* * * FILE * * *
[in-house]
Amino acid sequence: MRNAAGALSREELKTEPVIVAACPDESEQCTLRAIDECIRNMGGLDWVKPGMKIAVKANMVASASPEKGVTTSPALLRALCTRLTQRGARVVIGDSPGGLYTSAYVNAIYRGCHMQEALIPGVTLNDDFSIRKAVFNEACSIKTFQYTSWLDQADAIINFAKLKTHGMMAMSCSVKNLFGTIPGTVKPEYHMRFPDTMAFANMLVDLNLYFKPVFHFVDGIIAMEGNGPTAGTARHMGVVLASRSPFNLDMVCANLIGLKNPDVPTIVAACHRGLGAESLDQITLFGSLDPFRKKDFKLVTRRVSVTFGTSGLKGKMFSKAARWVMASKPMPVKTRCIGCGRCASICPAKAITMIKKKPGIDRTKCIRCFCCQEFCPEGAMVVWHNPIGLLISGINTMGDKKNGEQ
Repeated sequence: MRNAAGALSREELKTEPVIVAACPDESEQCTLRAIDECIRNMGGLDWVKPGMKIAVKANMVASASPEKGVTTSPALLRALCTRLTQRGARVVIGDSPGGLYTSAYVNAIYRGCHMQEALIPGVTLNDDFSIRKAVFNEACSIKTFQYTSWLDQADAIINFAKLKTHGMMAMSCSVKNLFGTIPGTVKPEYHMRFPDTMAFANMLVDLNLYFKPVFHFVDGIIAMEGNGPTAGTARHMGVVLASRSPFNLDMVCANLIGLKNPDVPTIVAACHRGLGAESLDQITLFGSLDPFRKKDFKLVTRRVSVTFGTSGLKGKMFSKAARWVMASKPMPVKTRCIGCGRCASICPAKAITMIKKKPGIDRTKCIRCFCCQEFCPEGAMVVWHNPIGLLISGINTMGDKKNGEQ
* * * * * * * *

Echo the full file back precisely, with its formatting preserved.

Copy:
[in-house]
Amino acid sequence: MRNAAGALSREELKTEPVIVAACPDESEQCTLRAIDECIRNMGGLDWVKPGMKIAVKANMVASASPEKGVTTSPALLRALCTRLTQRGARVVIGDSPGGLYTSAYVNAIYRGCHMQEALIPGVTLNDDFSIRKAVFNEACSIKTFQYTSWLDQADAIINFAKLKTHGMMAMSCSVKNLFGTIPGTVKPEYHMRFPDTMAFANMLVDLNLYFKPVFHFVDGIIAMEGNGPTAGTARHMGVVLASRSPFNLDMVCANLIGLKNPDVPTIVAACHRGLGAESLDQITLFGSLDPFRKKDFKLVTRRVSVTFGTSGLKGKMFSKAARWVMASKPMPVKTRCIGCGRCASICPAKAITMIKKKPGIDRTKCIRCFCCQEFCPEGAMVVWHNPIGLLISGINTMGDKKNGEQ
Repeated sequence: MRNAAGALSREELKTEPVIVAACPDESEQCTLRAIDECIRNMGGLDWVKPGMKIAVKANMVASASPEKGVTTSPALLRALCTRLTQRGARVVIGDSPGGLYTSAYVNAIYRGCHMQEALIPGVTLNDDFSIRKAVFNEACSIKTFQYTSWLDQADAIINFAKLKTHGMMAMSCSVKNLFGTIPGTVKPEYHMRFPDTMAFANMLVDLNLYFKPVFHFVDGIIAMEGNGPTAGTARHMGVVLASRSPFNLDMVCANLIGLKNPDVPTIVAACHRGLGAESLDQITLFGSLDPFRKKDFKLVTRRVSVTFGTSGLKGKMFSKAARWVMASKPMPVKTRCIGCGRCASICPAKAITMIKKKPGIDRTKCIRCFCCQEFCPEGAMVVWHNPIGLLISGINTMGDKKNGEQ